marineland beluga whales

Heartbreaking video shows Marineland belugas swimming in tiny tanks

Marineland has come under more fire after a recent video documenting the lives of beluga whales living at the park was shared on social media.

While last month, Marineland's sole Orca whale Kiska died and was quickly buried, this month, the heartbreaking lives of the park's multiple beluga whales have been thrust into the spotlight.

The short clip, shared by Marineland critic and former animal trainer Phil Demers, documents the depressing monotony of what the park's belugas live through every day.

Seen from above, the belugas swim and circle their incredibly small enclosures, a cruel reminder of their lives removed from the sea.

"This video was taken on Apr. 8, 2023 above MarineLand in Canada. This is what 35 seconds in the life of a beluga what looks like. Can you imagine how torturous an entire lifetime must feel?" read the caption on the misery-inducing video.

Belugas are considered to be highly social, generally living together with other belugas.

They have a very robust language using clicks, whistles and clangs, according to National Geographic and can mimic other sounds.

While Marineland's website does not specifically state how many beluga whales reside in the park, the video shows at least eight, while some online sources claim that number may have been much higher.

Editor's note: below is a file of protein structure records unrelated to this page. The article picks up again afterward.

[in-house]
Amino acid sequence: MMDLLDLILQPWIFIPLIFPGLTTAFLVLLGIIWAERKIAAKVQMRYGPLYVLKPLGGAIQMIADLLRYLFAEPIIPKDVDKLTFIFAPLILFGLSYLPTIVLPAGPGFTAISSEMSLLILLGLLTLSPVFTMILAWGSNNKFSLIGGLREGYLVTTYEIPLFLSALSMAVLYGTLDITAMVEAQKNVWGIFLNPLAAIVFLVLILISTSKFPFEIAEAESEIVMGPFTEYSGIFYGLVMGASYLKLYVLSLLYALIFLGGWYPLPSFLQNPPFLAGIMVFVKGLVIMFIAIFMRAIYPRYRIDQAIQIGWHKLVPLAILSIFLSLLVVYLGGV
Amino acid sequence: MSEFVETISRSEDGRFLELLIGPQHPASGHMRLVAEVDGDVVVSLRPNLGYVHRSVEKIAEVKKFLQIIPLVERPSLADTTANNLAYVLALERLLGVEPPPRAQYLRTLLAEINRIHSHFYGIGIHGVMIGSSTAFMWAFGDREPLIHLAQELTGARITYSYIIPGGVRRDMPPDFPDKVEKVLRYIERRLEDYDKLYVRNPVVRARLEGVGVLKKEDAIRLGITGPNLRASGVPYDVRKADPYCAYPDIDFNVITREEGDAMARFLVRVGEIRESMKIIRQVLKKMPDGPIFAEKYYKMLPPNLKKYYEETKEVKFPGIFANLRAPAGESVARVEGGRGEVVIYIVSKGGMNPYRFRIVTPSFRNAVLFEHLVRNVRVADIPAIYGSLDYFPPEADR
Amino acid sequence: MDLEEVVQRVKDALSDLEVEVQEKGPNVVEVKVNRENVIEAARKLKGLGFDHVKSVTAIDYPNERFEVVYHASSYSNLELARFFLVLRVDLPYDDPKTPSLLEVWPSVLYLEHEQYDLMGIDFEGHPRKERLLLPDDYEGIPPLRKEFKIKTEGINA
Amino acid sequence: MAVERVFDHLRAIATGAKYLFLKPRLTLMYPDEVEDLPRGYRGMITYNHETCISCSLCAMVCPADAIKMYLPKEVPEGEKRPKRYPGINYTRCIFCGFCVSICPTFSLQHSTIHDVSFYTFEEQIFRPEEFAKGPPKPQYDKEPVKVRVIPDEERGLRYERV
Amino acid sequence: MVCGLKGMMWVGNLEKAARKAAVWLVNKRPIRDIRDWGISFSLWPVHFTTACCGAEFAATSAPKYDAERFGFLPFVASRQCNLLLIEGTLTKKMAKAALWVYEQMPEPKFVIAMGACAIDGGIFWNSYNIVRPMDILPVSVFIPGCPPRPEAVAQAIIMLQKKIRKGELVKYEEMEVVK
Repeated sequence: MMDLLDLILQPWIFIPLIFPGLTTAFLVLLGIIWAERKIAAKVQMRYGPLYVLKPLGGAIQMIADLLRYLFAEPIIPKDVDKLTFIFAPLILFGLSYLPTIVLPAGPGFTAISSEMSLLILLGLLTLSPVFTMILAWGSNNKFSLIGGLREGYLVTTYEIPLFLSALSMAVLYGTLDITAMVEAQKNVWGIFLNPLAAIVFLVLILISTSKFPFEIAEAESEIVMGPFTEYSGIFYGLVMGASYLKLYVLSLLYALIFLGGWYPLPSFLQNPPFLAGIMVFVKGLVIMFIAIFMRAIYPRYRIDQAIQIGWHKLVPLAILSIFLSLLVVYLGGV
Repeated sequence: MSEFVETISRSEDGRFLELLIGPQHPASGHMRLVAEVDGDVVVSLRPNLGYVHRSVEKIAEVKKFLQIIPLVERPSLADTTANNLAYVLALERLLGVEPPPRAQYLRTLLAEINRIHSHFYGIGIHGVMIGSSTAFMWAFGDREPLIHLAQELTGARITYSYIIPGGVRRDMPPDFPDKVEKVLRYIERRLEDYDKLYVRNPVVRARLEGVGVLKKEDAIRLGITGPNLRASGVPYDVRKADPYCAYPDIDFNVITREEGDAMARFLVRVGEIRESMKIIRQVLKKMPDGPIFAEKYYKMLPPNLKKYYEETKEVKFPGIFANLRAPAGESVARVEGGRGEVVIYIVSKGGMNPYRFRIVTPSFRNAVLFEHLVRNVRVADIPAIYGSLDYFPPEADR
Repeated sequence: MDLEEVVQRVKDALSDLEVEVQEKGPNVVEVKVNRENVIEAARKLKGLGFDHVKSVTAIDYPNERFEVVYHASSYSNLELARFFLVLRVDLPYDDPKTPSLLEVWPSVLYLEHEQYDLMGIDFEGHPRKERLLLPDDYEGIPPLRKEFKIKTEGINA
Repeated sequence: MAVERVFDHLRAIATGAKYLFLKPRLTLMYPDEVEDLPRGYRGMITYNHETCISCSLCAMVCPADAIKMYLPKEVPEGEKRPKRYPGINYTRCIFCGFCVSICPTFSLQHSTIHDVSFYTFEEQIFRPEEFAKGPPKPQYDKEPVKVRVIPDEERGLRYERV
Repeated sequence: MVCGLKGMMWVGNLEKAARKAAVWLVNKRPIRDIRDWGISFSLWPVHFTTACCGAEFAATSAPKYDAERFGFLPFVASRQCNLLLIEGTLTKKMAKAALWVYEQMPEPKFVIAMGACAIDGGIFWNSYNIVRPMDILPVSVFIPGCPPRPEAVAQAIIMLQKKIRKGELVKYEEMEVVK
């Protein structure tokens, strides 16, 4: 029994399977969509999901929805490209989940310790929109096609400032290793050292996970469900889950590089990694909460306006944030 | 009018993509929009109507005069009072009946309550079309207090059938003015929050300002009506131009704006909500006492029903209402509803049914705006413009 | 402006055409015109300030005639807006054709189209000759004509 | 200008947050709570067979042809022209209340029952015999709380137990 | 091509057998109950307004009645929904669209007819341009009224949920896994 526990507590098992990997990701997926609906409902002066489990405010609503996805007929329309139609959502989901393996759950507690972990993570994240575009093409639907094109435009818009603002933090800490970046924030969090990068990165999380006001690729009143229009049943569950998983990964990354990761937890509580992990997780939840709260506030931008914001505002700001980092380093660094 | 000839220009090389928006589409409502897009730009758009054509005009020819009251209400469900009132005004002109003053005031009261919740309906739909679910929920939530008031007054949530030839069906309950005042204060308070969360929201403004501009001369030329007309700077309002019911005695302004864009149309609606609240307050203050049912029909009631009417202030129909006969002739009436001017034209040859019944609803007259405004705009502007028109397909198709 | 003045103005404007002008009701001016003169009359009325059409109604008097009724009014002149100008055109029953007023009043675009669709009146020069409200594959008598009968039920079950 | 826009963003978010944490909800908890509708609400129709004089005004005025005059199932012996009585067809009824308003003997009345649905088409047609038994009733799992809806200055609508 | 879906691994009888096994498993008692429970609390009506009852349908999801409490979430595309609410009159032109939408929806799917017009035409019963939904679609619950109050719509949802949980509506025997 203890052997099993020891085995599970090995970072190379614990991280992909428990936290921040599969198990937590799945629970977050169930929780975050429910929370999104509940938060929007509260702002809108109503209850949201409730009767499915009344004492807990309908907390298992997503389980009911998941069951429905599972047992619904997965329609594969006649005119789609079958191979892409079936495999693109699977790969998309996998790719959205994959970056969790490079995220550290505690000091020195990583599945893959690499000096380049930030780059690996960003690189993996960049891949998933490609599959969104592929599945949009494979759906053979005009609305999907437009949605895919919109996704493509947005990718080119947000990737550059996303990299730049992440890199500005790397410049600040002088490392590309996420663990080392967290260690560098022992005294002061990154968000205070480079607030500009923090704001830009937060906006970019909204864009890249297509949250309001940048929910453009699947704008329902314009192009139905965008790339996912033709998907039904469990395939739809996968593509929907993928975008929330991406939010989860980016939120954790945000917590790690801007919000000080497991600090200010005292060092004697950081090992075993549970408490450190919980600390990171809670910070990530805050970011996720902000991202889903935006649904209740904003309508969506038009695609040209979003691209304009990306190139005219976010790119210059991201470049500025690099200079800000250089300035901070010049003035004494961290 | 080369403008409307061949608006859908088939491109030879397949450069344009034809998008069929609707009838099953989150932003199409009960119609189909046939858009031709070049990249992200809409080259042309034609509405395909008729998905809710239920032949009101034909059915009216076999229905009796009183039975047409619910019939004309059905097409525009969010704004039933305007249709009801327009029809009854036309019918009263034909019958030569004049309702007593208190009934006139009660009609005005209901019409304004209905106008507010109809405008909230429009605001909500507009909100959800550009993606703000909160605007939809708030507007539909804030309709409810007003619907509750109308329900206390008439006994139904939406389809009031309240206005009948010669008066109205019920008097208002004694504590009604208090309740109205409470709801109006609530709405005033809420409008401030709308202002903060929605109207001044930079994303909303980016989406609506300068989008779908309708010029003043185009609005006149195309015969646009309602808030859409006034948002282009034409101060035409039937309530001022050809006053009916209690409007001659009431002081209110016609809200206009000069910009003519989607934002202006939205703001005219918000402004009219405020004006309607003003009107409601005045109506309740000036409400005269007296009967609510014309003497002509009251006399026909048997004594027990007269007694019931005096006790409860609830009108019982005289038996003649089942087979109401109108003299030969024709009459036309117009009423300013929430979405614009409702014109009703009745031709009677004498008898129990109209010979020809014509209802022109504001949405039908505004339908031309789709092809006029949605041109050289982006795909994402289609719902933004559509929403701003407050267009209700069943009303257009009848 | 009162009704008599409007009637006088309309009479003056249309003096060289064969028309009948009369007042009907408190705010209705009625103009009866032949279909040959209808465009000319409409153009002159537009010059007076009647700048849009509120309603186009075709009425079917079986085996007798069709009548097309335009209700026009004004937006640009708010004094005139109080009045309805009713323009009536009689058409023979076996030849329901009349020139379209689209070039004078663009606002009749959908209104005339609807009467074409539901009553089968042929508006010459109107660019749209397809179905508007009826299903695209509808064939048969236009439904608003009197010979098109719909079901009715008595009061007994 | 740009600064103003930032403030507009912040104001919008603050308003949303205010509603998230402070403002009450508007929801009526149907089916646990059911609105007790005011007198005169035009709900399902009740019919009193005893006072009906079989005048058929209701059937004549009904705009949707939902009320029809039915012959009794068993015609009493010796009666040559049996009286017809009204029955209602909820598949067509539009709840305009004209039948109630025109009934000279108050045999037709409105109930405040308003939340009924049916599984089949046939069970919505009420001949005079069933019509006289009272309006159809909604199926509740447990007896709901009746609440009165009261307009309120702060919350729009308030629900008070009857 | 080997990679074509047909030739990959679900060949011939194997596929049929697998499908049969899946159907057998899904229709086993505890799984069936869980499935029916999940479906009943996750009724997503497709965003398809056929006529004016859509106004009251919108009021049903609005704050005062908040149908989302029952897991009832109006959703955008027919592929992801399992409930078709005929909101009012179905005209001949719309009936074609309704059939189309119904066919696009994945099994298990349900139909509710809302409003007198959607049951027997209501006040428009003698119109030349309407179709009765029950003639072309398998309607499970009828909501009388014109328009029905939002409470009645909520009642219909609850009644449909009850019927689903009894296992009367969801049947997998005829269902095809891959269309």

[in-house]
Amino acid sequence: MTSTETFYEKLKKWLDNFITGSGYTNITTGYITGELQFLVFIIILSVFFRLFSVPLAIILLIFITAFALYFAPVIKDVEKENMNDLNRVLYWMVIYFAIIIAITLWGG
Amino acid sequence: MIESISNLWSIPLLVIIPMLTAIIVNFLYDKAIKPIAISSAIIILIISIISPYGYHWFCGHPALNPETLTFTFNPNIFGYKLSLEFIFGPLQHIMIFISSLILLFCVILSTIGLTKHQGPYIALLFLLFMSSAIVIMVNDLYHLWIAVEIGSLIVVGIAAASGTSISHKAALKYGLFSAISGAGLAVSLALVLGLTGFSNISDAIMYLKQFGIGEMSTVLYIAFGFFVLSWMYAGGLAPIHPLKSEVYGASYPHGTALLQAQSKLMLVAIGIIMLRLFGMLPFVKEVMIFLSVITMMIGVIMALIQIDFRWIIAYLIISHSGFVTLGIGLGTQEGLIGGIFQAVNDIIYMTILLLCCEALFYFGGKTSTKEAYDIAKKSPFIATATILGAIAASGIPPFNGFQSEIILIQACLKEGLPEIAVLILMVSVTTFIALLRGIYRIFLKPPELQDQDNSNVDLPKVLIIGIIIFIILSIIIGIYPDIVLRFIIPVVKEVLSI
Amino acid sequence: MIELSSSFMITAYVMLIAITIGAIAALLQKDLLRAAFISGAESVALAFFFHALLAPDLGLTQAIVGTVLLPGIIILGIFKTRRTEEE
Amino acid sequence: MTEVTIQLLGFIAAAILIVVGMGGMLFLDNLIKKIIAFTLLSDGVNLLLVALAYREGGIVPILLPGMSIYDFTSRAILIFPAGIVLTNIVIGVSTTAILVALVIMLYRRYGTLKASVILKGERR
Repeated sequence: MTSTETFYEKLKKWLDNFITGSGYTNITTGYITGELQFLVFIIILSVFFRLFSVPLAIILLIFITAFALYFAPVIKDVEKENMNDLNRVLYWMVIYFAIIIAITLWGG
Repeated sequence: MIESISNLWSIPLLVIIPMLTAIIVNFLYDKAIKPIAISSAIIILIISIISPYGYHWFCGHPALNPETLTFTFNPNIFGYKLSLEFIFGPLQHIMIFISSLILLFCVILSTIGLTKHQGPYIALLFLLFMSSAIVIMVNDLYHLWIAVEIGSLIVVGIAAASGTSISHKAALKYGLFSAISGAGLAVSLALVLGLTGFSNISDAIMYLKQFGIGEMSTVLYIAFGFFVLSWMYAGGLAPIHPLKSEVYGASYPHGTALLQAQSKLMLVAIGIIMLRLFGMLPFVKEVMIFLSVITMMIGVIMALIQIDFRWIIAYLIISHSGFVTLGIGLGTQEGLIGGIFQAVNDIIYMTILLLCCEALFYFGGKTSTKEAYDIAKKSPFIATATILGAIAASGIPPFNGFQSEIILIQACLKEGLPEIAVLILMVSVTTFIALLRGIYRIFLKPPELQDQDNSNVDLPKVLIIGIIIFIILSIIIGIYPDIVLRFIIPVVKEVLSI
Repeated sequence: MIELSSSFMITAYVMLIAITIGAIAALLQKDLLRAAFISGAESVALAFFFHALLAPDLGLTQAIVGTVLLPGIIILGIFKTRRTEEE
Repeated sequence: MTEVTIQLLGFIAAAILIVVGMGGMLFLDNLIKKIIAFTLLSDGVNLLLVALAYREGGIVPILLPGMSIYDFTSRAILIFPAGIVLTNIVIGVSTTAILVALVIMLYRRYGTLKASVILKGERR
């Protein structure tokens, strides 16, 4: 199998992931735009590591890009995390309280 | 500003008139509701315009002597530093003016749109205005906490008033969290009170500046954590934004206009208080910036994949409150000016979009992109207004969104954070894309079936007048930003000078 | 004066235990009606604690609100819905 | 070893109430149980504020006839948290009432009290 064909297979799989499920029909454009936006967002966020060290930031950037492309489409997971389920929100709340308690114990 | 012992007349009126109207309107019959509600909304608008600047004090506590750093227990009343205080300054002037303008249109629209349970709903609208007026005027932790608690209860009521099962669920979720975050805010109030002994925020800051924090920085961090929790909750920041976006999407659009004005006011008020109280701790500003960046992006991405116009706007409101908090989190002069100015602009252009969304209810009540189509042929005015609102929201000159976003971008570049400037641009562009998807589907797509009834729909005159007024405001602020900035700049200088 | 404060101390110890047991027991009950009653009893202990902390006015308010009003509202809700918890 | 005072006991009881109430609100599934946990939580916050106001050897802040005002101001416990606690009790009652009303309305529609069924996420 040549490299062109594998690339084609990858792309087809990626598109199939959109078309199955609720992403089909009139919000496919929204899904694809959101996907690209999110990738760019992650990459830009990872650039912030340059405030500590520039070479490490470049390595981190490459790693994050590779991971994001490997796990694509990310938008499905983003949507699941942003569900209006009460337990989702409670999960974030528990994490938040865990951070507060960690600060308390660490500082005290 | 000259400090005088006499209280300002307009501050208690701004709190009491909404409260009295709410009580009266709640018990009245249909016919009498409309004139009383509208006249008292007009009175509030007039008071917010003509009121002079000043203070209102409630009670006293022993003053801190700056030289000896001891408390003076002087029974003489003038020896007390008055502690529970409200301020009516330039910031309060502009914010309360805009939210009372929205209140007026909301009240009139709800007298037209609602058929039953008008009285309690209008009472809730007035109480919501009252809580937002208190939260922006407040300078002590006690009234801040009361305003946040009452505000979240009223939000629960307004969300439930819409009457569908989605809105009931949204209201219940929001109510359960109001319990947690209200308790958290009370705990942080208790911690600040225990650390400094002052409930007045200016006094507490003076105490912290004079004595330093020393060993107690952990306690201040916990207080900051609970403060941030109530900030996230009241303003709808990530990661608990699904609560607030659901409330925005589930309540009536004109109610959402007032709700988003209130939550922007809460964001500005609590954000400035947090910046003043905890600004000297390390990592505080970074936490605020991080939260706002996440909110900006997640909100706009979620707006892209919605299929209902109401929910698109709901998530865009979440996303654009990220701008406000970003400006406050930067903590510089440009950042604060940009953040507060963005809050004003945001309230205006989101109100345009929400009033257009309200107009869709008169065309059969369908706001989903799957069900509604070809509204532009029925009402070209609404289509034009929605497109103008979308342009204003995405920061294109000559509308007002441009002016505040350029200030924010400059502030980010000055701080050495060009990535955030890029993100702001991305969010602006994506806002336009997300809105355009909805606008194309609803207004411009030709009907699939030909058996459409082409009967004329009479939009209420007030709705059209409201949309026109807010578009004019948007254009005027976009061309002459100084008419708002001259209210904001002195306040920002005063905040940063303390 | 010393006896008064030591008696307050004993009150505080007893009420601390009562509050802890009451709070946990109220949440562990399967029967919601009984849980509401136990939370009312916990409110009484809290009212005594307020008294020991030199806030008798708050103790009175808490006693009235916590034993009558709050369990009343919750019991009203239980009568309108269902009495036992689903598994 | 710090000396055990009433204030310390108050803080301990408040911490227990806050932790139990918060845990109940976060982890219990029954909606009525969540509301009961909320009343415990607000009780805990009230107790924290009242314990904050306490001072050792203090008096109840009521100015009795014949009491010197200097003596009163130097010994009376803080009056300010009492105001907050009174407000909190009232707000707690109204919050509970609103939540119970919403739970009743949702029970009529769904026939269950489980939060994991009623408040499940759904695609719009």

According to The Whale Sanctuary Project, there may have been as many as 51 belugas at Marineland, including 23 captured near Russian waters and 28 born at Marineland - having never known their natural ocean habitat.

The foundation also claims that 33 belugas have died at the facility, including the heartbreaking death of baby Skoot in 2012, who was attacked by two older males and could not escape. At the time, Marineland said the baby had died from a bacterial infection.

Back in 2021 and 2022, two belugas that were transferred from Marineland to Mystic Aquarium in Connecticut died, which was investigated by the U.S. National Marine Fisheries Service.

If the lives of Marineland's belugas are anything like Kiska's, critics of marine mammal captivity could argue that they won't know peace until their deaths. 

Marineland has not yet provided comment on the video.

Lead photo by

Phil Demers

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